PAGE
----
Ohio’s Golf Legend
By Todd Jones
No sports figure from Ohio has achieved as much worldwide acclaim as Jack Nicklaus. And the desire and dedication necessary to achieve such fame were evident in the man known as the Golden Bear when he was merely a cub.
In 1950, Charlie Nicklaus paid for golf lessons for his 10-year-old son to try the sport at Scioto Country Club, across from their home in Upper Arlington. His golf teacher, Jack Grout, soon spotted young Jack alone on the range, practicing shots in the rain. He was hooked; one day alone, the kid played 63 holes.
Jack Nicklaus at 13 years old. Credit: Jack Nicklaus Museum
Prodigious talent was there from the start. Nicklaus shot 51 on the first nine holes he kept score, and carded a 69 at age 13. However, it was competitiveness, determination and mental toughness that honed his enormous skill and helped Nicklaus forge a career that remains the best in golf history. (Sorry, Tiger.)
A Career Unlike Any Other
Nicklaus won a record 18 major tournaments–six Masters, five PGA Championships, four U.S. Opens and three British Opens – while compiling 73 PGA Tour wins and 11 victories in other worldwide events. He also had 10 Senior PGA Tour wins.
Pause and ponder Nicklaus in his prime: In a span of 33 majors beginning with a win at the 1970 British Open, he had eight victories, 20 finishes in the top three, and four fourth-place finishes. Six times in his career he won two majors in a year. From 1962 through ’79, Nicklaus finished in the top 10 of two-thirds of all tournaments he played.
No wonder Nicklaus, who turned 79 on Jan. 21, already has a museum in his honor on Ohio State’s campus and countless other honors. He was named the “Golfer of the Century” by Golf Magazine in 1988, two years after he won his final Masters at age 46 with an unforgettable charge in which he played the final 10 holes at seven under par.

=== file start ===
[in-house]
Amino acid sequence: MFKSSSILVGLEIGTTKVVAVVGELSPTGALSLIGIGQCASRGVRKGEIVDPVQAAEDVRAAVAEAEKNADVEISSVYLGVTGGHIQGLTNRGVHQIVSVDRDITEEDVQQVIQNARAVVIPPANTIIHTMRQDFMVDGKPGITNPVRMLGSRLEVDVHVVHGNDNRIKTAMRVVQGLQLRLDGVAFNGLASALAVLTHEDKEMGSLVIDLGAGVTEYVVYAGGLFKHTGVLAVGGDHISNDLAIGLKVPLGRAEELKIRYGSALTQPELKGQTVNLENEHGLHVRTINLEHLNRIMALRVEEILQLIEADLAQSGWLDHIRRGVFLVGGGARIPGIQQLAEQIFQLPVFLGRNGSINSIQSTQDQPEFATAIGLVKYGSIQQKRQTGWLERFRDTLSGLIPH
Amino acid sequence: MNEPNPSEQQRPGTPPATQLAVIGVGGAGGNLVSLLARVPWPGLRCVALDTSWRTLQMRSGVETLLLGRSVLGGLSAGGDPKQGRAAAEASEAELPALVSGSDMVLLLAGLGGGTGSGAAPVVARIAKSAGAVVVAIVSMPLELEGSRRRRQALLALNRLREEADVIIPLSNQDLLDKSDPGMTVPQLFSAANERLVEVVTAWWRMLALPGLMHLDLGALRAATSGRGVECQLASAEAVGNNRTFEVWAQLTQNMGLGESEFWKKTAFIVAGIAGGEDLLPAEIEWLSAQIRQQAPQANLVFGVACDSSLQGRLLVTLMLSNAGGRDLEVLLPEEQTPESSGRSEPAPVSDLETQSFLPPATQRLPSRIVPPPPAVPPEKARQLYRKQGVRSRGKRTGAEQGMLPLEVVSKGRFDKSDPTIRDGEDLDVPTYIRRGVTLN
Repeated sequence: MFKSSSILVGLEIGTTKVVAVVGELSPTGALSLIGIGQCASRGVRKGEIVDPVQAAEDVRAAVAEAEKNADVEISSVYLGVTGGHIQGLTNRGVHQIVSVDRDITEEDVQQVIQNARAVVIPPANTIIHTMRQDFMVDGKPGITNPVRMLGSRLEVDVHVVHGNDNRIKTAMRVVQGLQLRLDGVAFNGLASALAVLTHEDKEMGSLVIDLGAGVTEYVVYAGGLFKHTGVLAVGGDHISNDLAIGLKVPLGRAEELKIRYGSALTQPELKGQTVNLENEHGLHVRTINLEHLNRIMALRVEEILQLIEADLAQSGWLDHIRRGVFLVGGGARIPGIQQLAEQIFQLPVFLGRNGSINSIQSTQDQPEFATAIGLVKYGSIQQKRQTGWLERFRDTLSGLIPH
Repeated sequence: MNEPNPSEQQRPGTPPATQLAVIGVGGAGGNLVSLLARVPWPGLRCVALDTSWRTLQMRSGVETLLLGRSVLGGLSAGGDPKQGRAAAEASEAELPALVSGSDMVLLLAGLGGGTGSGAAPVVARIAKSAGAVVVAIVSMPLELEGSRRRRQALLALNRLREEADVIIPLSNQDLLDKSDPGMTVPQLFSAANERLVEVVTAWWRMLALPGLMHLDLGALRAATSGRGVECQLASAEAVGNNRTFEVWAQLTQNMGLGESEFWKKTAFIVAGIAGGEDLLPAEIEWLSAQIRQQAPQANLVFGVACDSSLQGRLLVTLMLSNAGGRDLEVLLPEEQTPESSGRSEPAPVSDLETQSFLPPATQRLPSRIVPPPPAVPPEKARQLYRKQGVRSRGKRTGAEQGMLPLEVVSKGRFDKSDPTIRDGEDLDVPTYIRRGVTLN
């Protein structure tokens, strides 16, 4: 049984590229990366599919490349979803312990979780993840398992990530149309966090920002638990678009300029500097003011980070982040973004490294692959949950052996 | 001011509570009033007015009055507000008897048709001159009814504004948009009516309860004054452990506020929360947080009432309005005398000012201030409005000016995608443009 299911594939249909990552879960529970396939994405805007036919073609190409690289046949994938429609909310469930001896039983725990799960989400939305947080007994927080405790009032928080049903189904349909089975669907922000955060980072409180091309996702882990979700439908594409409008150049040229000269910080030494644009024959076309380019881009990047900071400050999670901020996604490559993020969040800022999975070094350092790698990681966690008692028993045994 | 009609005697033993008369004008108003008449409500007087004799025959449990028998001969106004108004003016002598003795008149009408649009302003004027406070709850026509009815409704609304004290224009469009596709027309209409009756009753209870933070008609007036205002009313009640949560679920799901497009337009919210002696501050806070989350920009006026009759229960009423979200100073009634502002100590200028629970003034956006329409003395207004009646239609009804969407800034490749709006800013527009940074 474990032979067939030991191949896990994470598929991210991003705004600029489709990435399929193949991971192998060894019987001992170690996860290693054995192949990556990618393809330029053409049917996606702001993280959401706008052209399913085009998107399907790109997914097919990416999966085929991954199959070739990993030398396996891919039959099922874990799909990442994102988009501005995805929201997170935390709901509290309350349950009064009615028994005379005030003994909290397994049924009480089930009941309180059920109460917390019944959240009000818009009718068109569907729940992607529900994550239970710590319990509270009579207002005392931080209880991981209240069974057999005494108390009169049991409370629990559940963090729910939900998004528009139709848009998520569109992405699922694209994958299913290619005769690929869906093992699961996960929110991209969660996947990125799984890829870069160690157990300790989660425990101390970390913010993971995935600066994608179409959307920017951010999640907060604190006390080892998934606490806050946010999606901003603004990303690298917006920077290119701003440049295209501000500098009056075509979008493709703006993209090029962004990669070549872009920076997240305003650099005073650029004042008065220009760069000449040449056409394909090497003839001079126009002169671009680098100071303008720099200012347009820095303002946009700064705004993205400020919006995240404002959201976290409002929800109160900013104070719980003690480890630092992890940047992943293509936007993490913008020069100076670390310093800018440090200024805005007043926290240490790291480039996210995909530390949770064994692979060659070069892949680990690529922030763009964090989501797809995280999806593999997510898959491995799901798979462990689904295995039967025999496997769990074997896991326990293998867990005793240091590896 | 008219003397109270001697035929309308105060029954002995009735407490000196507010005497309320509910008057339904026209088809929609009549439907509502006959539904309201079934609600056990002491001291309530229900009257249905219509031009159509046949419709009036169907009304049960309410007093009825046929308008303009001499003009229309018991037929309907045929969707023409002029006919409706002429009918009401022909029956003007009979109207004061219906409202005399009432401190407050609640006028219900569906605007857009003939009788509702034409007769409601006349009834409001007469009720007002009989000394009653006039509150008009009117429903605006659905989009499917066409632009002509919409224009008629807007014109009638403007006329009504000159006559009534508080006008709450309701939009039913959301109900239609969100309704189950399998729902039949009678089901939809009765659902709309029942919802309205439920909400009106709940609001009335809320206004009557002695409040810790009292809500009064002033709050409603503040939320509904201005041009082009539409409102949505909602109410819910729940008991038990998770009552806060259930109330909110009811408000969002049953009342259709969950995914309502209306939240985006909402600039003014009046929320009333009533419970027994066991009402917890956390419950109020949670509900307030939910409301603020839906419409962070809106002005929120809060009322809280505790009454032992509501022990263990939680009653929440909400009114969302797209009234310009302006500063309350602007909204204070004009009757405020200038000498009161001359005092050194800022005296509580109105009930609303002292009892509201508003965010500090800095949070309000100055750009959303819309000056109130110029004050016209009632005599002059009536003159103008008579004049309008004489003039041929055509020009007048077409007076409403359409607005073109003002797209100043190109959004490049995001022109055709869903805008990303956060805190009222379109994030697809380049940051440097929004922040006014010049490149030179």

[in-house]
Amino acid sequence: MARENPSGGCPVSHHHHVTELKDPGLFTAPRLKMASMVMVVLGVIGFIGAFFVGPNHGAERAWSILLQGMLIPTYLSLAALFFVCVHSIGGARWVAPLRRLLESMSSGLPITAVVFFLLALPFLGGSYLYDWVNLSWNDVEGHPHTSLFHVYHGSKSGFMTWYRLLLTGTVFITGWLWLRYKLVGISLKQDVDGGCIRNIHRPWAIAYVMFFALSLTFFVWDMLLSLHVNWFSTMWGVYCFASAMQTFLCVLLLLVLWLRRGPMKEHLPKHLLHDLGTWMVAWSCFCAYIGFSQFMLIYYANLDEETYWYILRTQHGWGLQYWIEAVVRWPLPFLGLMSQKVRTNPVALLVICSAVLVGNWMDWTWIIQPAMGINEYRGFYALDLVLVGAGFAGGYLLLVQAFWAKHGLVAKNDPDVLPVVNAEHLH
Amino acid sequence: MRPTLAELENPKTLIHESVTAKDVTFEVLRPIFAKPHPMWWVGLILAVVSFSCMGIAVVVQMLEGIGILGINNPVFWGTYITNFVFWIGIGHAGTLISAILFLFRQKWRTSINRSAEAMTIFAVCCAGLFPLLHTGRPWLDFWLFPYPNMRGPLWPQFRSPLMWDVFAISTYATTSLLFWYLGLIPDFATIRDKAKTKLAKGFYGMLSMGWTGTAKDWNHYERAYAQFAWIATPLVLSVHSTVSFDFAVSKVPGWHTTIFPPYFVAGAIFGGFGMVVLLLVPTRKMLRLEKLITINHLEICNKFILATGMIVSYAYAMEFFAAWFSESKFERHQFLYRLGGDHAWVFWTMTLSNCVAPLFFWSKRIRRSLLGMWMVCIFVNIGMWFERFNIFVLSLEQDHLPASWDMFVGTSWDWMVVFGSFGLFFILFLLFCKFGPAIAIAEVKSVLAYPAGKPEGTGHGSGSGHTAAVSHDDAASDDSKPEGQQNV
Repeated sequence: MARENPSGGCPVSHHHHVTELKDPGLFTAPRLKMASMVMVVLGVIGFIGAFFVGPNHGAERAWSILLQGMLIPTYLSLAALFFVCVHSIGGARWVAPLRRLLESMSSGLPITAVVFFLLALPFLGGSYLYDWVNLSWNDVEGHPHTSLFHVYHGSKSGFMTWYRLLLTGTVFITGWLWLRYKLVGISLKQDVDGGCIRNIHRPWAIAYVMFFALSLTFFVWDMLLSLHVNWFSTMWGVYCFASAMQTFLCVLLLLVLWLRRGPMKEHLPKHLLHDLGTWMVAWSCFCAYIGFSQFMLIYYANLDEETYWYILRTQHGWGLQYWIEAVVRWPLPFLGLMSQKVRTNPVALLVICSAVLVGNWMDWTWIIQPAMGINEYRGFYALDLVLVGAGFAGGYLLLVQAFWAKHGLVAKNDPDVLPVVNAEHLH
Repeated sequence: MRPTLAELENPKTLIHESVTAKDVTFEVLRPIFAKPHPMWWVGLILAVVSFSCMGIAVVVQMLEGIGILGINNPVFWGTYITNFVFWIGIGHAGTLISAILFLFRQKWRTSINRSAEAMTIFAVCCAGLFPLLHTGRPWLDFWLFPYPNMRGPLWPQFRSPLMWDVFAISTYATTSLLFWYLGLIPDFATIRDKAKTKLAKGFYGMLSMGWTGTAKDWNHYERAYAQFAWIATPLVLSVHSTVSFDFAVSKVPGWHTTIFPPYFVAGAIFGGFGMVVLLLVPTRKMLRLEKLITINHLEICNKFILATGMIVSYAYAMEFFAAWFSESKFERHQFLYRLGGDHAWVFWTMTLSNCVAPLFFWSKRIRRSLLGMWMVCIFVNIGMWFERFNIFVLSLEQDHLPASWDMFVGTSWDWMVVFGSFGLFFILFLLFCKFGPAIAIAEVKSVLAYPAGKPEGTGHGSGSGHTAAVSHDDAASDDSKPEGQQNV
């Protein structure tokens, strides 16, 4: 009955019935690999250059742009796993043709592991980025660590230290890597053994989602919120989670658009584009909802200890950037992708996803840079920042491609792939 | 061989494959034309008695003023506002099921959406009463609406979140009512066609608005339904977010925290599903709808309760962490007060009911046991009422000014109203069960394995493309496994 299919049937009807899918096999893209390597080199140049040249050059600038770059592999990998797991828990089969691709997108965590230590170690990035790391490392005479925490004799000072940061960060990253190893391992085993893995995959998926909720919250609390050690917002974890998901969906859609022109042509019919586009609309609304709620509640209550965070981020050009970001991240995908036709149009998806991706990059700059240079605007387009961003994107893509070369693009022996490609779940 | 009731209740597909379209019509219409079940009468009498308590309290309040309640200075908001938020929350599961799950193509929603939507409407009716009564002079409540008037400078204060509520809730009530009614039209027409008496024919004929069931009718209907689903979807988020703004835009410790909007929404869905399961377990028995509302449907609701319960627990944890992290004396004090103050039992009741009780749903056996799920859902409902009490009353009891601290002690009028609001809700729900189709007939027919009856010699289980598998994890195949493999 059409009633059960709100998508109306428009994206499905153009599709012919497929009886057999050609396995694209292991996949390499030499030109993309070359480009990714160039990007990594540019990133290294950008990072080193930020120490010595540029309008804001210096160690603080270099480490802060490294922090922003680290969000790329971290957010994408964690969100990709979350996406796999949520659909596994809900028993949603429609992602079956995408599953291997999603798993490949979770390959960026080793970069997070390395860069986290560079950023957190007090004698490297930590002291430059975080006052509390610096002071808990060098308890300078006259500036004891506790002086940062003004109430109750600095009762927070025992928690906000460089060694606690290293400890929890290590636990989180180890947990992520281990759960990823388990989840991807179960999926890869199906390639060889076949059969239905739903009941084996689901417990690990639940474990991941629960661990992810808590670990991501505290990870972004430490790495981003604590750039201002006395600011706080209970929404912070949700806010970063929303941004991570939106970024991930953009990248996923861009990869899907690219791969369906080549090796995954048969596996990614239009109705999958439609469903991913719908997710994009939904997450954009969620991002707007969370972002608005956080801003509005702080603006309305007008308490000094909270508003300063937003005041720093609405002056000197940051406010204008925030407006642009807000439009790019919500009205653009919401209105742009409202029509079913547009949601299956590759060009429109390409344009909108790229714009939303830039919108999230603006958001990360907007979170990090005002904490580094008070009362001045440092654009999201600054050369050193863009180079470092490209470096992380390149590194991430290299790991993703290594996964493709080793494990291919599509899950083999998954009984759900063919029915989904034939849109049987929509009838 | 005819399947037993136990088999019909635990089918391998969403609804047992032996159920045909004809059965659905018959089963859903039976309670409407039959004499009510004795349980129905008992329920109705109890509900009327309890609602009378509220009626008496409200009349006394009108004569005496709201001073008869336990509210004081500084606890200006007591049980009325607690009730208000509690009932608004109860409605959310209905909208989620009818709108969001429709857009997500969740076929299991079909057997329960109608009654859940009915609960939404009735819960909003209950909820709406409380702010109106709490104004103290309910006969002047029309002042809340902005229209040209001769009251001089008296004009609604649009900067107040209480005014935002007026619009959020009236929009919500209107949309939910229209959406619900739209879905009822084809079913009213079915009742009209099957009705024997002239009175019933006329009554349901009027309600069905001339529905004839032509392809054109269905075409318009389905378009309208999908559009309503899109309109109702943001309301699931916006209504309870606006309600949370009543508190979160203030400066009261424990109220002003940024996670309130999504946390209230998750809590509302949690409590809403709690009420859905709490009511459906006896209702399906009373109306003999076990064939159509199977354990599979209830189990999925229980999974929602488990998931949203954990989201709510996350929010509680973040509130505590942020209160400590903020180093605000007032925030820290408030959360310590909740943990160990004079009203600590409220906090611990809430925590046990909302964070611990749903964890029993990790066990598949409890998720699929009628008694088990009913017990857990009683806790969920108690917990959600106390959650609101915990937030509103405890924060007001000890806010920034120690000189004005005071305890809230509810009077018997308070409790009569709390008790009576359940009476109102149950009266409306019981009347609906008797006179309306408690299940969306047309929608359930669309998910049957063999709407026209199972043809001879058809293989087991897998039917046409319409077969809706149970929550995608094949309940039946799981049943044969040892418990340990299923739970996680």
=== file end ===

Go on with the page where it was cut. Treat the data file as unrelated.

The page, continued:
Jack Nicklaus receiving his green jacket at the 1986 Masters tournament in Augusta, Georgia. This was his sixth Masters win. Credit: Jack Nicklaus Museum
Yet Nicklaus, married to his college sweetheart Barbara for 59 years, is also as well-known for his stellar comportment on and off the course. His sportsmanship was legendary while finishing second in 19 majors. He’s been a grand philanthropist, especially to Nationwide Children’s Hospital in Columbus. And Nicklaus has helped grow the sport through designing equipment and 300 courses in 41 countries around the world.
Jack Nicklaus golfs at the 1970 Columbus Pro-Am Golf Spectacular, a charity event for Nationwide Children’s Hospital.
One of his courses is Muirfield Village Golf Club, which opened in 1974 in Dublin, Ohio, and has been the site for the Memorial Tournament – a crown jewel on the PGA Tour – every year since ’76. Muirfield has also hosted the Ryder Cup, Presidents Cup and Solheim Cup.
Strong Ohio Roots
Through it all, Nicklaus has been a proud Buckeye.
From 1952 to ’56, Nicklaus won five Ohio junior championships. At age 16, he won the Ohio Open at the Country Club of Marietta. A year later came his first national title, the 1957 U.S. National Jaycees Championship, played at Ohio State’s Scarlet Course. He also qualified and played in the U.S. Open that year at Inverness in Toledo.
Nicklaus played golf with Arnold Palmer–the king he’d eventually take a crown from–for the first time at Athens Country Club in Athens, Ohio on Sept. 28, 1958. Three years later, Nicklaus became the first golfer to win an individual NCAA championship and the U.S. Amateur, his second such title.
On Nov. 8, 1961, Nicklaus left Ohio State University early and became a professional golfer. Someone asked him then about his ambition. He replied: “To be the greatest golfer the world has ever seen.”
45 years later, on another November day, the Ohio State University Marching Band honored Nicklaus by having him dot the “i” during its Script Ohio formation at halftime of a football game, a rare honor. More than 100,000 Buckeye fans in Ohio Stadium roared their approval for the hometown Bear. He is, after all, Golden.
Nicklaus is led onto the field to dot the “i” at an Ohio State University football game. Credit: Getty Images
Todd Jones was a sportswriter for The Columbus Dispatch for 20 years and for the Cincinnati Post for 10 years. Todd covered Nicklaus’ last appearance in the British Open at St. Andrews in 2005. He walked all 18 holes of Nicklaus’ final round with him and Tom Watson.